There’s been a good old-fashioned stushie recently, on Twitter and elsewhere, about a new literary prize for crime novels that eschew violence against women. The Staunch Book Prize, launched earlier this year, will be awarded to a ‘novel in the thriller genre in which no woman is beaten, stalked, sexually exploited, raped or murdered’.
In part, the award builds on a Radio 4 Documentary, ‘Body Count Rising’, written and presented by Doon Mackichan, one of the inaugural judges of the Staunch Prize. In the documentary, Mackichan argues that women in crime dramas are too often treated as ‘objects, inanimate pieces of flesh to be abused, raped, killed’ and that ‘television culture has made rape and the ritualistic murder of women an industry unto itself’.
Responses to the prize among UK crime writers have been forthright and mixed. It is, says Val McDermid, her own anger at violence against women that fuels much of her work: ‘As long as men commit appalling acts of misogyny and violence against women, I will write about it’. Adrian McKinty demurred, tweeting that there is ‘too much lurid, esp sexual violence against women & kids in crime fict. Having this prize at least makes writers think about more creative ways of telling their story’.
McDermid was having none of that. Curtly dismissing McKinty’s argument (‘Baby, bathwater’), she expressed her resentment, as someone who has explored these issues in complex narrative fictions over a long and distinguished career, at being lumped in with the ‘pornographers of violence’. A host of front-rank crime writers (Sarah Hilary, Sophie Hannah, Denise Mina) sided with McDermid.
I have massive respect for McDermid and McKinty, both as crime writers and human beings. I agree with McDermid that violence against women should be treated with sensitivity in crime fiction rather than avoided altogether, but I’m also uncomfortable, as a male crime writer, with the familiar noir scenario of active male detective investigating inert female corpse.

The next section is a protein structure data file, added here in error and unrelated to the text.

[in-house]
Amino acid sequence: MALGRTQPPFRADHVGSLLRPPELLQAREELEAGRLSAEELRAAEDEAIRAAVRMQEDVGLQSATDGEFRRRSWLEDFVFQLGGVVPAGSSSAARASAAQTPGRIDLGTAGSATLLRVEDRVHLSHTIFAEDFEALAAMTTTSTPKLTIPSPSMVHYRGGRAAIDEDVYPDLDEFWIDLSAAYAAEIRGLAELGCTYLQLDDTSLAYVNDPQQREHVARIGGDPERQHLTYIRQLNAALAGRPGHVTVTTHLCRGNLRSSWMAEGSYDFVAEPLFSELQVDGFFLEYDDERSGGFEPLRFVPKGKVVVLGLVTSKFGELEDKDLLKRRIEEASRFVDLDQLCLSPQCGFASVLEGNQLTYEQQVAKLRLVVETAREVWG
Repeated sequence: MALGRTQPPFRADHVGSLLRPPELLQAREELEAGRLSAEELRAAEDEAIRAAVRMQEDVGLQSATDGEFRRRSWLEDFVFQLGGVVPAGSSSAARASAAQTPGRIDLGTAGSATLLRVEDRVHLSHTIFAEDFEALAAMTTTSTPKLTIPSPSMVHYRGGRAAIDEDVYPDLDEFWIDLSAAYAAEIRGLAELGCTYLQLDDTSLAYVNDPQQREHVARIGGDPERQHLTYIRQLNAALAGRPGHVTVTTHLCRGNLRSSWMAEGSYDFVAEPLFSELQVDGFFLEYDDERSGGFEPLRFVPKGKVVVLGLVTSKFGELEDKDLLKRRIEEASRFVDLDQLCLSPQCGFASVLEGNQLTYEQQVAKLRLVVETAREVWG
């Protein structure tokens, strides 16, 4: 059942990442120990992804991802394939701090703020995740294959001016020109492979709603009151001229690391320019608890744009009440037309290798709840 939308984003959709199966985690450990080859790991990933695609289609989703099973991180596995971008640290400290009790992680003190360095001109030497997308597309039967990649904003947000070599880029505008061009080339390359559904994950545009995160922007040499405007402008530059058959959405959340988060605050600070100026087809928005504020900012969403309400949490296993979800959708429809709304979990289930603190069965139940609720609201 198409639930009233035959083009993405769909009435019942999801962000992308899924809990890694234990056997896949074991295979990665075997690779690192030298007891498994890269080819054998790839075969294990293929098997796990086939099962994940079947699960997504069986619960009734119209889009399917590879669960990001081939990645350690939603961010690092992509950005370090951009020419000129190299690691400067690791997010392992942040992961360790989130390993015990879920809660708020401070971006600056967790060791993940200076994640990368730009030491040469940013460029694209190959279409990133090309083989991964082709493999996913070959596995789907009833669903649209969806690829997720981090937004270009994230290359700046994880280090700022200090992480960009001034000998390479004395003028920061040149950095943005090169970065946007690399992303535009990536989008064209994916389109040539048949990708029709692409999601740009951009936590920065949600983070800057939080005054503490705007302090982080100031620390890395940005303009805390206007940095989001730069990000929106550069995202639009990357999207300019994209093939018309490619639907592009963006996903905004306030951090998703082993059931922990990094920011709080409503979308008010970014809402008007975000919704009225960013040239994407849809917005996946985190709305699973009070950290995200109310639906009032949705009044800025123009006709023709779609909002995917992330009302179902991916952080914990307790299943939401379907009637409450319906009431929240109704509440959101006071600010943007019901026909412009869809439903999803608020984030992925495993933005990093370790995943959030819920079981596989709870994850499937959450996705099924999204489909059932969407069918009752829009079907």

In my day job as a literature professor, I teach creative writing. Recently in class, we talked through some of the issues raised by the Staunch Prize, and tried to come up with some rules of thumb for treating violence against women with due sensitivity in crime fiction.
Here are some of the suggestions:
- Avoid titillation in depicting sexual violence. Have violence happen off-stage, where appropriate.
- Deal with the consequences of sexual violence, for the victim as well as for the police. If a rape is part of your plot, deal with the victim’s response to and recovery from that trauma, and don’t just focus on the police investigation.
- Include women characters other than the victim. Don’t just have a group of male detectives investigating the murder of a woman.
- Try to suggest something of the victim’s depth of character. Humanise the victim. Show us the woman as a woman, not just a victim. Let us, if possible, hear her voice.
- Show us a victim who has agency and strength, who is not simply a sacrificial lamb or a plot point.
- Consign the virgin/whore dichotomy to the lowest pit of hell.
These are, it seems to me, pretty useful rules of thumb. But while debating these issues in an academic context, I also have something at stake here. My own forthcoming novel, The Quaker, will not be a contender for the Staunch Prize. It is loosely based on the Bible John murders – a series of sex killings that took place in late 1960s Glasgow.
I have, however, tried to avoid reducing the murdered women to plot points, and have sought to let their voices sound. Some of the chapters in The Quaker are narrated by dead women, victims of the titular killer. In these chapters, the women are not simply reflecting on their murders (though they do a bit of that), but are talking about what mattered to them while they were alive, in the days before they became a name on a police poster, a captioned photo in the paper.
The dead narrator is a device used to great effect by writers like Alice Sebold, Scott Blackwood and Rosetta Allan. I’m not sure how easily it sits in a crime novel, but you can judge for yourself when The Quaker comes out.